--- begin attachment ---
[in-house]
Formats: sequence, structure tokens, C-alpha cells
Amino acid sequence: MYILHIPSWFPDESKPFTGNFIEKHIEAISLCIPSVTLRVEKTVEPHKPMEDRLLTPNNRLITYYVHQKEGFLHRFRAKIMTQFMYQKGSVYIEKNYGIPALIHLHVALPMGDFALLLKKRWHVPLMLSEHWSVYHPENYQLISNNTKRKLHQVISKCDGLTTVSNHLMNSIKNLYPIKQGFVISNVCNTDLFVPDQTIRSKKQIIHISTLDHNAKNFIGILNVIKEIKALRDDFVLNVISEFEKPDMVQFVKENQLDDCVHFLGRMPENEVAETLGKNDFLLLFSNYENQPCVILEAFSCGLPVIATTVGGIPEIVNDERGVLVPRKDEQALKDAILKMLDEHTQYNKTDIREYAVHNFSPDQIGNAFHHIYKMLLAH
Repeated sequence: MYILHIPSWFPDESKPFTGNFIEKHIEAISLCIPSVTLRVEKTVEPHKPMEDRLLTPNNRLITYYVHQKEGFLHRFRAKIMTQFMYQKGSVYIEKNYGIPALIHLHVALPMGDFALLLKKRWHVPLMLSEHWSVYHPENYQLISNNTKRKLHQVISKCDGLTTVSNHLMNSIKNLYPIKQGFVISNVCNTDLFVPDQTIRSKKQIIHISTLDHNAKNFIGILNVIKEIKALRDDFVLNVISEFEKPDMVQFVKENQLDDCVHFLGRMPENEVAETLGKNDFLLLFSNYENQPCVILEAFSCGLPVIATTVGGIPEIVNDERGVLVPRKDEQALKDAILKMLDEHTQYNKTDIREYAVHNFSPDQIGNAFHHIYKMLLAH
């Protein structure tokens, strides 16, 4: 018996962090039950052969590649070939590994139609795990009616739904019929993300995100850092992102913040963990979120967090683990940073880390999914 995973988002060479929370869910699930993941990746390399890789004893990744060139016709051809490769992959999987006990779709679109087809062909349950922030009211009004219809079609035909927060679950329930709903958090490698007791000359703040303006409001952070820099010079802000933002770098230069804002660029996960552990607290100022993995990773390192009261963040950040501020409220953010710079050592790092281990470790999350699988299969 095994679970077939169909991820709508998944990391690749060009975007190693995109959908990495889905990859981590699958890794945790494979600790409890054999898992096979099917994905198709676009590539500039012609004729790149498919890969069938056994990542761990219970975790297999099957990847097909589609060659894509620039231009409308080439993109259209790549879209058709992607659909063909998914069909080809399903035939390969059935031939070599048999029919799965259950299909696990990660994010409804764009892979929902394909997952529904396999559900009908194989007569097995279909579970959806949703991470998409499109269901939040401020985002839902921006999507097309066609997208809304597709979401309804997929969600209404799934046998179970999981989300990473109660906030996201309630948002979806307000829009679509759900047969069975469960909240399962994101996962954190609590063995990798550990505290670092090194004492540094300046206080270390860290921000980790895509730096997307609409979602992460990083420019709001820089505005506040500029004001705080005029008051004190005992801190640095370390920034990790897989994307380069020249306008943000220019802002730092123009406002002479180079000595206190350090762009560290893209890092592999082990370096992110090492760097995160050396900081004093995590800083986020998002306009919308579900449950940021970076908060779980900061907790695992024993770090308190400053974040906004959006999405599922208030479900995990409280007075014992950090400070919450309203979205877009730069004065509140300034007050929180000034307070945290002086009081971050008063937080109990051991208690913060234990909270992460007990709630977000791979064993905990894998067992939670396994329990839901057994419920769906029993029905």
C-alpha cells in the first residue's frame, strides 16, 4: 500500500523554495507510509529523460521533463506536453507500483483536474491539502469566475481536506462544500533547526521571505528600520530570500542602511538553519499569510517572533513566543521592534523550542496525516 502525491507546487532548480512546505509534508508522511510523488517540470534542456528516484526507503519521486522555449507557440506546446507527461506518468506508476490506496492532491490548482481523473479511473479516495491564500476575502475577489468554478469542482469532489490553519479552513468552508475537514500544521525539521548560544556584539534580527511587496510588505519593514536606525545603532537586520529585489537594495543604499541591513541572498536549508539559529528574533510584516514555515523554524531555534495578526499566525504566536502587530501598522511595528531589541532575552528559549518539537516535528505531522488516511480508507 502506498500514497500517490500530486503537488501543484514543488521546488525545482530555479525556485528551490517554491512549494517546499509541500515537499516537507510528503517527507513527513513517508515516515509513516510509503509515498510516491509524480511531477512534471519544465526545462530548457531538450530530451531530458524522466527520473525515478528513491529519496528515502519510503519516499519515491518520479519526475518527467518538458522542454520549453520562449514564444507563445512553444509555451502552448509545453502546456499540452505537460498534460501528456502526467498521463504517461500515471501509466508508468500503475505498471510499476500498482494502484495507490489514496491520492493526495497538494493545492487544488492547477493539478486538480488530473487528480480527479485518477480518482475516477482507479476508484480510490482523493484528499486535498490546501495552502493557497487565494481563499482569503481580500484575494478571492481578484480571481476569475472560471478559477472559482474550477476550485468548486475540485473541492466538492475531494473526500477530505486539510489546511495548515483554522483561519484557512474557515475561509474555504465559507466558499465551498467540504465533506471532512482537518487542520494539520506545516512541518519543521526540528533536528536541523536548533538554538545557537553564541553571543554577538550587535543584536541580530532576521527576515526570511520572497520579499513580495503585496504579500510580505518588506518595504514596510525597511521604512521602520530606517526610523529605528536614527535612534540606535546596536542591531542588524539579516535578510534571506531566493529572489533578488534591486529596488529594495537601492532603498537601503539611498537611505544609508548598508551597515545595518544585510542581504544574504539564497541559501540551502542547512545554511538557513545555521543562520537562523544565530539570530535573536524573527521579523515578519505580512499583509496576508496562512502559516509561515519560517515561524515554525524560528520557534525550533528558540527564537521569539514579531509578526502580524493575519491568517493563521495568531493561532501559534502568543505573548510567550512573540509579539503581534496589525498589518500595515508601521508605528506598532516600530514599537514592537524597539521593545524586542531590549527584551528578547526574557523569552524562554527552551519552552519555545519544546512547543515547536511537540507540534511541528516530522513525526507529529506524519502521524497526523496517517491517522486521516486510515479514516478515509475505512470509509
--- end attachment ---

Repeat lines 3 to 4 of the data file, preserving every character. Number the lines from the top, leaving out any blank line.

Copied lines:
Amino acid sequence: MYILHIPSWFPDESKPFTGNFIEKHIEAISLCIPSVTLRVEKTVEPHKPMEDRLLTPNNRLITYYVHQKEGFLHRFRAKIMTQFMYQKGSVYIEKNYGIPALIHLHVALPMGDFALLLKKRWHVPLMLSEHWSVYHPENYQLISNNTKRKLHQVISKCDGLTTVSNHLMNSIKNLYPIKQGFVISNVCNTDLFVPDQTIRSKKQIIHISTLDHNAKNFIGILNVIKEIKALRDDFVLNVISEFEKPDMVQFVKENQLDDCVHFLGRMPENEVAETLGKNDFLLLFSNYENQPCVILEAFSCGLPVIATTVGGIPEIVNDERGVLVPRKDEQALKDAILKMLDEHTQYNKTDIREYAVHNFSPDQIGNAFHHIYKMLLAH
Repeated sequence: MYILHIPSWFPDESKPFTGNFIEKHIEAISLCIPSVTLRVEKTVEPHKPMEDRLLTPNNRLITYYVHQKEGFLHRFRAKIMTQFMYQKGSVYIEKNYGIPALIHLHVALPMGDFALLLKKRWHVPLMLSEHWSVYHPENYQLISNNTKRKLHQVISKCDGLTTVSNHLMNSIKNLYPIKQGFVISNVCNTDLFVPDQTIRSKKQIIHISTLDHNAKNFIGILNVIKEIKALRDDFVLNVISEFEKPDMVQFVKENQLDDCVHFLGRMPENEVAETLGKNDFLLLFSNYENQPCVILEAFSCGLPVIATTVGGIPEIVNDERGVLVPRKDEQALKDAILKMLDEHTQYNKTDIREYAVHNFSPDQIGNAFHHIYKMLLAH